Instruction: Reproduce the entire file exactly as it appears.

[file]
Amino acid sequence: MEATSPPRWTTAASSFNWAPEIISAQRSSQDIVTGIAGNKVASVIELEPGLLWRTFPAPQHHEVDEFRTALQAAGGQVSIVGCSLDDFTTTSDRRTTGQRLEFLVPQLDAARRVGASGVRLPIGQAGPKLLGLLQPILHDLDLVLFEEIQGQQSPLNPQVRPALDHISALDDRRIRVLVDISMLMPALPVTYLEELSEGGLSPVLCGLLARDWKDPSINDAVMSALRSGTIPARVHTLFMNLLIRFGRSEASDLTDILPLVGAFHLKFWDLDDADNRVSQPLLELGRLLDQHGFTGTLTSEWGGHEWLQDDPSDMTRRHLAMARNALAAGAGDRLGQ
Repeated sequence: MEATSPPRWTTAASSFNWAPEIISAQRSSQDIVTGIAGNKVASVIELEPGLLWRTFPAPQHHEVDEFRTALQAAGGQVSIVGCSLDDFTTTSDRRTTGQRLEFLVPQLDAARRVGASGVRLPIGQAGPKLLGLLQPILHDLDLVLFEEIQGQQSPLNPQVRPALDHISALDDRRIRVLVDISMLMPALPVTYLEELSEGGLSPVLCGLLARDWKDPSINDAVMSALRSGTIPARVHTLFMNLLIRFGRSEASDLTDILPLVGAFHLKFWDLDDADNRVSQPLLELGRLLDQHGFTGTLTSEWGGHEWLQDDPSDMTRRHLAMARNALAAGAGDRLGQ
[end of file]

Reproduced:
Amino acid sequence: MEATSPPRWTTAASSFNWAPEIISAQRSSQDIVTGIAGNKVASVIELEPGLLWRTFPAPQHHEVDEFRTALQAAGGQVSIVGCSLDDFTTTSDRRTTGQRLEFLVPQLDAARRVGASGVRLPIGQAGPKLLGLLQPILHDLDLVLFEEIQGQQSPLNPQVRPALDHISALDDRRIRVLVDISMLMPALPVTYLEELSEGGLSPVLCGLLARDWKDPSINDAVMSALRSGTIPARVHTLFMNLLIRFGRSEASDLTDILPLVGAFHLKFWDLDDADNRVSQPLLELGRLLDQHGFTGTLTSEWGGHEWLQDDPSDMTRRHLAMARNALAAGAGDRLGQ
Repeated sequence: MEATSPPRWTTAASSFNWAPEIISAQRSSQDIVTGIAGNKVASVIELEPGLLWRTFPAPQHHEVDEFRTALQAAGGQVSIVGCSLDDFTTTSDRRTTGQRLEFLVPQLDAARRVGASGVRLPIGQAGPKLLGLLQPILHDLDLVLFEEIQGQQSPLNPQVRPALDHISALDDRRIRVLVDISMLMPALPVTYLEELSEGGLSPVLCGLLARDWKDPSINDAVMSALRSGTIPARVHTLFMNLLIRFGRSEASDLTDILPLVGAFHLKFWDLDDADNRVSQPLLELGRLLDQHGFTGTLTSEWGGHEWLQDDPSDMTRRHLAMARNALAAGAGDRLGQ